You can take breaks but real artists never stop noticing. “Remember,” says Hockney. “Our eyes never stay still. If your eyes are still, you’re dead.”

 

Andy Warhol: ‘As soon as you stop wanting something you get it’

“At the times in my life when I was feeling the most gregarious and looking for bosom friendships, I couldn’t find any takers, so that exactly when I was alone was when I felt the most like not being alone. The moment I decided I’d rather be alone and not have anyone telling me their problems, everybody I’d never even seen before in my life started running after me to tell me things I’d just decided I didn’t think it was a good idea to hear about. As soon as I became a loner in my own mind, that’s when I got what you might call a ‘following.’ As soon as you stop wanting something you get it. I’ve found that to be absolutely axiomatic.”

‘Every book is the wreck of a perfect idea’ ✍

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via Rebecca Hendin

“Every book is the wreck of a perfect idea,” observed novelist Iris Murdoch.

If you think you’re going to write a masterpiece, it’s already too late. It never works out that way. What you imagine in your head rarely translates to the same excitement on paper.

The best bet is to start writing and see where it goes. Writing, like photography and music, is all in the edit. It’s knowing what to keep, what to throw away, and what’s worth tweaking. As Miles Davis declared: “It’s not the notes you play, it’s the notes you don’t play.”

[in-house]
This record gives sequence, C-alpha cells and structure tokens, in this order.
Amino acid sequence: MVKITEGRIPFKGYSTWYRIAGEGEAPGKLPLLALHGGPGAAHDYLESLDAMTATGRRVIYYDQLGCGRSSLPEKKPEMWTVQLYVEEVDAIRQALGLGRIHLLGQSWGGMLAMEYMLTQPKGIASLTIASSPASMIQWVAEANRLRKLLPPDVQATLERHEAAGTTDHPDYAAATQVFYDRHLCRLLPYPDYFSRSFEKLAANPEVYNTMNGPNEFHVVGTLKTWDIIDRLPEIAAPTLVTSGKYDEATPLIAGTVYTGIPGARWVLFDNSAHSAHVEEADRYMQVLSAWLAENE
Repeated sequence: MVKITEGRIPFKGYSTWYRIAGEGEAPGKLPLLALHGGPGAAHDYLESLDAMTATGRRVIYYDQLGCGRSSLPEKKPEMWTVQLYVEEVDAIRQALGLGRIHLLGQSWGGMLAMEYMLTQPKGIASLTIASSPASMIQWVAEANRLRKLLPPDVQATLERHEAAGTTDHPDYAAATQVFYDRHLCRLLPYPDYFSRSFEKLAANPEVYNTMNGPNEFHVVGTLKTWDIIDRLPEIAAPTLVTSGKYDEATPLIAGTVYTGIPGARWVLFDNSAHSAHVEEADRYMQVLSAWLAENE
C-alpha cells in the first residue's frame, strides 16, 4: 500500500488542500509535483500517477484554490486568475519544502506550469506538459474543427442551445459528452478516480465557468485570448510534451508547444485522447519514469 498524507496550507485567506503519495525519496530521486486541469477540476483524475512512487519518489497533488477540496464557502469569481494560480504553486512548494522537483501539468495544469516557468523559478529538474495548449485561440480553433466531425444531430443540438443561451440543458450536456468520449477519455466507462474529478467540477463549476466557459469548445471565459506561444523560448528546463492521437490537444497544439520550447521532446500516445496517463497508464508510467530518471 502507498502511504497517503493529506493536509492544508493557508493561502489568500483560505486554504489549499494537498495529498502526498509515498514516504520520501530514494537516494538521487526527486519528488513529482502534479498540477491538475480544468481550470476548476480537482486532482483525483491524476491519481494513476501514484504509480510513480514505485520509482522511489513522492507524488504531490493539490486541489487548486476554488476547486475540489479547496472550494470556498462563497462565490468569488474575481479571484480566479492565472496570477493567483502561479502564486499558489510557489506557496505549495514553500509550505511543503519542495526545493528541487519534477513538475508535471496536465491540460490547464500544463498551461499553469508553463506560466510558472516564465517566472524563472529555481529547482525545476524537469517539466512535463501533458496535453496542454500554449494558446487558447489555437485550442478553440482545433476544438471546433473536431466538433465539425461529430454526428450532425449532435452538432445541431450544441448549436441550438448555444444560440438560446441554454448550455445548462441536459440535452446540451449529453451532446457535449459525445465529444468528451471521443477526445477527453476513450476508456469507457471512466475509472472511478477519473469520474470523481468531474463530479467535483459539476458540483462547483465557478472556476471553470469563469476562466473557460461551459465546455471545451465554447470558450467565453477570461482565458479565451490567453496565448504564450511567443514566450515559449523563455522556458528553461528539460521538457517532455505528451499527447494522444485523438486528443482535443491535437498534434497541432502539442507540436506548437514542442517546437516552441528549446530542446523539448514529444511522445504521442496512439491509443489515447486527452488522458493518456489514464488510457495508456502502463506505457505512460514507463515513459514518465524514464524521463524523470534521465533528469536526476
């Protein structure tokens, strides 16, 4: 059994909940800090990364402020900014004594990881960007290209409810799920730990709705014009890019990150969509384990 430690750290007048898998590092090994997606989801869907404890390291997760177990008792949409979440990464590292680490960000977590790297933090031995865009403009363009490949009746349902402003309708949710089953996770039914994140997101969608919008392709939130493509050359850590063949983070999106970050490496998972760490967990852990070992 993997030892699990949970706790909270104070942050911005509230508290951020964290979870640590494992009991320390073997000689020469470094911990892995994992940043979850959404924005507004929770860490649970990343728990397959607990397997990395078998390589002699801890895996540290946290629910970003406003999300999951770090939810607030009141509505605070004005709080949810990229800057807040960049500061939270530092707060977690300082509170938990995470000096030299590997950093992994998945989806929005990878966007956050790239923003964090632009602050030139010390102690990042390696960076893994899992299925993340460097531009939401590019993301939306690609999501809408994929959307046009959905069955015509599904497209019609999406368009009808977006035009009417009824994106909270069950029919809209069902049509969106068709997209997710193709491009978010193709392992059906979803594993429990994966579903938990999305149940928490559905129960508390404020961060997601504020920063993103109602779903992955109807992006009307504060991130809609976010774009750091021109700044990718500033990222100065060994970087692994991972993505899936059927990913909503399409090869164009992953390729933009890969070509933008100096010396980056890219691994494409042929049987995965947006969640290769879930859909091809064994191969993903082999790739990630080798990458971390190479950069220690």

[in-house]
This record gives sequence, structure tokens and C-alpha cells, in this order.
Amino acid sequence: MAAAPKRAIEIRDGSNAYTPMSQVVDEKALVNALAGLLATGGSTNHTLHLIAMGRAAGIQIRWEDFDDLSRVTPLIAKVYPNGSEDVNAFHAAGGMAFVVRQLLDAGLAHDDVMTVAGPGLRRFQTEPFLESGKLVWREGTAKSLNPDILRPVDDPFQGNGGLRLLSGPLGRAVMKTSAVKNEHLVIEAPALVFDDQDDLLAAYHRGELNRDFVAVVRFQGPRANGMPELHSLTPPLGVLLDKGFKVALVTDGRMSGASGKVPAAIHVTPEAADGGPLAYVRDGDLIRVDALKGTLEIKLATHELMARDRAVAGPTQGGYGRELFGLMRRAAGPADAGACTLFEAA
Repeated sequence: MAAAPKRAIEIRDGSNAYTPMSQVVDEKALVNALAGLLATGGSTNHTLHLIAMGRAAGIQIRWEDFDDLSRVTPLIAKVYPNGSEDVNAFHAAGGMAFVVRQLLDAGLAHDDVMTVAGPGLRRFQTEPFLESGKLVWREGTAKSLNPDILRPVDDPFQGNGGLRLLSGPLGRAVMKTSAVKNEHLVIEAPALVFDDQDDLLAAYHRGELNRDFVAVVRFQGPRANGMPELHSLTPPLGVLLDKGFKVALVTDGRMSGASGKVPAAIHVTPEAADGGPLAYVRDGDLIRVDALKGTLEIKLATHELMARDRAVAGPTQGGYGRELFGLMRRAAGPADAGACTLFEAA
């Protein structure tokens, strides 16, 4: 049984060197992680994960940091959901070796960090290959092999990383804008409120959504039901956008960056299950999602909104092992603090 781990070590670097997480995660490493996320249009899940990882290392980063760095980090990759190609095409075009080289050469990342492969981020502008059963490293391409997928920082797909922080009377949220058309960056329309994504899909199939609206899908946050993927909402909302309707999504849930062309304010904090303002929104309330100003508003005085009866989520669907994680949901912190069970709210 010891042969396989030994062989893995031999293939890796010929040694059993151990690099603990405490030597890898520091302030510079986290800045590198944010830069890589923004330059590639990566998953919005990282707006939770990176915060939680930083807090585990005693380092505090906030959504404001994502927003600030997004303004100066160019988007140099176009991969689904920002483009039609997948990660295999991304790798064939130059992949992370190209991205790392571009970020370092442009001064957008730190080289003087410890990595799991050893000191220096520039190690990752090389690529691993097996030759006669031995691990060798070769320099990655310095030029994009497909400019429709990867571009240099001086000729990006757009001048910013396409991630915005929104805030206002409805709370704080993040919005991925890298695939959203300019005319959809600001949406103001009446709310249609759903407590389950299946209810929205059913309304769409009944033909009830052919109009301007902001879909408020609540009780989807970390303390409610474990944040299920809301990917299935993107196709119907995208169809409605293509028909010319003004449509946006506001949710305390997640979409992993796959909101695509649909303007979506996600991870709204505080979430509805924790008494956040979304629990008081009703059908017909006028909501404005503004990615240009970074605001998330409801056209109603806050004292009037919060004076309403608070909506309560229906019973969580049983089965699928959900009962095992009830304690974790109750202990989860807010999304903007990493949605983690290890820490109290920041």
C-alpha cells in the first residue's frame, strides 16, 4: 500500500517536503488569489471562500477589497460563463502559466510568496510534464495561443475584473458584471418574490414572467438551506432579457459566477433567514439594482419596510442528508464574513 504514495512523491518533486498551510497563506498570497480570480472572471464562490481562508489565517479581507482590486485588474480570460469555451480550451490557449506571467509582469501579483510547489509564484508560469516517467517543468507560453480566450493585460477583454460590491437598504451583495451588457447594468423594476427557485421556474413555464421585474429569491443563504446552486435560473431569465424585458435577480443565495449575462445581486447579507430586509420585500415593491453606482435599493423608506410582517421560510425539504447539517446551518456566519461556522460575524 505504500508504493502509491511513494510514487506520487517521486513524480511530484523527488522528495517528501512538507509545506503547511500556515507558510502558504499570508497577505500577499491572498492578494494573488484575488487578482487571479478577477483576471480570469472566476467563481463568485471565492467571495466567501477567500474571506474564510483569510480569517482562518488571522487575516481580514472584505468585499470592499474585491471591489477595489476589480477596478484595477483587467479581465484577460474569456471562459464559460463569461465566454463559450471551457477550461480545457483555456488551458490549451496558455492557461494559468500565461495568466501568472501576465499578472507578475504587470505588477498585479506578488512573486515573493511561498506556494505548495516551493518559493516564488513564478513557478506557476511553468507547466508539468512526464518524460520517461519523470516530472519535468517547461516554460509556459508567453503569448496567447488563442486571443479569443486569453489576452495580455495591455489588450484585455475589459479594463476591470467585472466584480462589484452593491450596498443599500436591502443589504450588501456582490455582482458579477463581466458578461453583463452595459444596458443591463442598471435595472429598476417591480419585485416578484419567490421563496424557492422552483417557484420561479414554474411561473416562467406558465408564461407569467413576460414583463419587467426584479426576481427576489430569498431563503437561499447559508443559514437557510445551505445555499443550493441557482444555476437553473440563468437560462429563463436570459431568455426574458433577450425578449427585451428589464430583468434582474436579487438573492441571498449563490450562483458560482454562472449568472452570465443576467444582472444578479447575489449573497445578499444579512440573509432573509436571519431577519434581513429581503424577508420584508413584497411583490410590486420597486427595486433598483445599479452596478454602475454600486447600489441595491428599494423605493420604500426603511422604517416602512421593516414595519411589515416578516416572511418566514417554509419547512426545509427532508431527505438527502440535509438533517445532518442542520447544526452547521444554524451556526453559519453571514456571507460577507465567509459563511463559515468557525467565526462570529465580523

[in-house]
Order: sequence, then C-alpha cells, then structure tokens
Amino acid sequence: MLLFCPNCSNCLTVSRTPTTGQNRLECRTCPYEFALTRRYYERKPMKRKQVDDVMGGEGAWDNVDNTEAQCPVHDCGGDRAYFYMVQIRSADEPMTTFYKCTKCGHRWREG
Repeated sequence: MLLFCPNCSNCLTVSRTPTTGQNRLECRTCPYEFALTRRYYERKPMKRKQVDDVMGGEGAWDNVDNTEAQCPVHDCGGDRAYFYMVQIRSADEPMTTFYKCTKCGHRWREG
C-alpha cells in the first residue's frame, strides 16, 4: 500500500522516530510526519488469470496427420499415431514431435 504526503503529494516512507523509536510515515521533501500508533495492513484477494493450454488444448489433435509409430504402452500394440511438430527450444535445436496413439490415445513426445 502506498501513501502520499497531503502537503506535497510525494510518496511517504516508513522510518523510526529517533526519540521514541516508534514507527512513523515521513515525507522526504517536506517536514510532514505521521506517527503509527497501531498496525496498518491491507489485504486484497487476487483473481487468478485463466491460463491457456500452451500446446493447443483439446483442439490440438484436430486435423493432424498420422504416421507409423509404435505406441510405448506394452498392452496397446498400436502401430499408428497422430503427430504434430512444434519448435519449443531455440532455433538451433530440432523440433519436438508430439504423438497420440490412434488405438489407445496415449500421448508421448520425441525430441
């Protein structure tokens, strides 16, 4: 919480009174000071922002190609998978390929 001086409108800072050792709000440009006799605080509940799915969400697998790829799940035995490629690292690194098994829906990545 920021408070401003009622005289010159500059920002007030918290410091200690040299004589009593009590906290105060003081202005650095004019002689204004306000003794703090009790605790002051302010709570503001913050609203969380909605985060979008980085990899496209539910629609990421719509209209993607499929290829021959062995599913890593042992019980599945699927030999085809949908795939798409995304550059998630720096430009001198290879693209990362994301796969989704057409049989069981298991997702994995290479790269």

How are you going to know until you get it down?

When it comes to writing, you’ll never know where you’re going until you get there. So you might as well just dive into it. Perhaps writer Louis L’Amour put it best: “Start writing, no matter what. The water does not flow until the faucet is turned on.”

Habit fields: Where we work impacts how we work

Where we work impacts how we work, or play. As creatures of habit, we can let certain zones remind us what to do.

Writer Jack Cheng uses a ‘distraction chair‘ at home to social network and check email while he saves focused work for the desk. Author Austin Kleon separates his desk between digital and analog.


But all habits take discipline. As soon as we start mixing tasks like skipping from Twitter to an important presentation the ‘habit field‘ loses its power as a trigger for experiences.

Whether we read from bed or write standing up, “we become what we behold,” said Marshall McLuhan, “We shape our tools and then our tools shape us.”

That tool isn’t just a computer or a notebook. It also includes the couch.

‘It is a joy to be hidden, and a disaster not to be found.’

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Photo by Wells Baum

Success bears responsibility. All of a sudden, your work and words mean something because the first time in your life people who you’ve never met are listening to you.

“It is a joy to be hidden, and a disaster not to be found.”– D.W. Winnicott

The alternative to fame is anonymity. Van Gogh gained recognition after he died. Before that, he had only sold one painting to his brother.

For some, success turns people into leaders. For others, it causes them to curl back into their shell and their echoes to faint. The spotlight curbs their creative freedom.

For the rare few, they keep on trucking and stick to the person they’ve always been. When it comes to any notoriety, self-expression should always trump impression. The latter is never the point of doing good work.